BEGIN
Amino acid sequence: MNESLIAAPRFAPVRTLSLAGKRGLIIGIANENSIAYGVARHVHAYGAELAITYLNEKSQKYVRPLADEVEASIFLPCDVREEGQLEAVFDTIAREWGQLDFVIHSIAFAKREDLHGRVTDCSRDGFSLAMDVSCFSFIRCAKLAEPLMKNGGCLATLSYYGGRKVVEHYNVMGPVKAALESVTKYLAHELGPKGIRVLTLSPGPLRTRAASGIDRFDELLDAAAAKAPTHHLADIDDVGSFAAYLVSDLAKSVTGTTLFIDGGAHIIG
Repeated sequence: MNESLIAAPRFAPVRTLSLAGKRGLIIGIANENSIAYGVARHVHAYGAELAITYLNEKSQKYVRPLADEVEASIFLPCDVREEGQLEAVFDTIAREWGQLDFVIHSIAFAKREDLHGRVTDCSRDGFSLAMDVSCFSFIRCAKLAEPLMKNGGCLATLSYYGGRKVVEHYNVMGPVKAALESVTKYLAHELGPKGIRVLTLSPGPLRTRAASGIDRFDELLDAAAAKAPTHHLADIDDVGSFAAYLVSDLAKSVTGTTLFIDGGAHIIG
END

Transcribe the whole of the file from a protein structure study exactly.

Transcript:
Amino acid sequence: MNESLIAAPRFAPVRTLSLAGKRGLIIGIANENSIAYGVARHVHAYGAELAITYLNEKSQKYVRPLADEVEASIFLPCDVREEGQLEAVFDTIAREWGQLDFVIHSIAFAKREDLHGRVTDCSRDGFSLAMDVSCFSFIRCAKLAEPLMKNGGCLATLSYYGGRKVVEHYNVMGPVKAALESVTKYLAHELGPKGIRVLTLSPGPLRTRAASGIDRFDELLDAAAAKAPTHHLADIDDVGSFAAYLVSDLAKSVTGTTLFIDGGAHIIG
Repeated sequence: MNESLIAAPRFAPVRTLSLAGKRGLIIGIANENSIAYGVARHVHAYGAELAITYLNEKSQKYVRPLADEVEASIFLPCDVREEGQLEAVFDTIAREWGQLDFVIHSIAFAKREDLHGRVTDCSRDGFSLAMDVSCFSFIRCAKLAEPLMKNGGCLATLSYYGGRKVVEHYNVMGPVKAALESVTKYLAHELGPKGIRVLTLSPGPLRTRAASGIDRFDELLDAAAAKAPTHHLADIDDVGSFAAYLVSDLAKSVTGTTLFIDGGAHIIG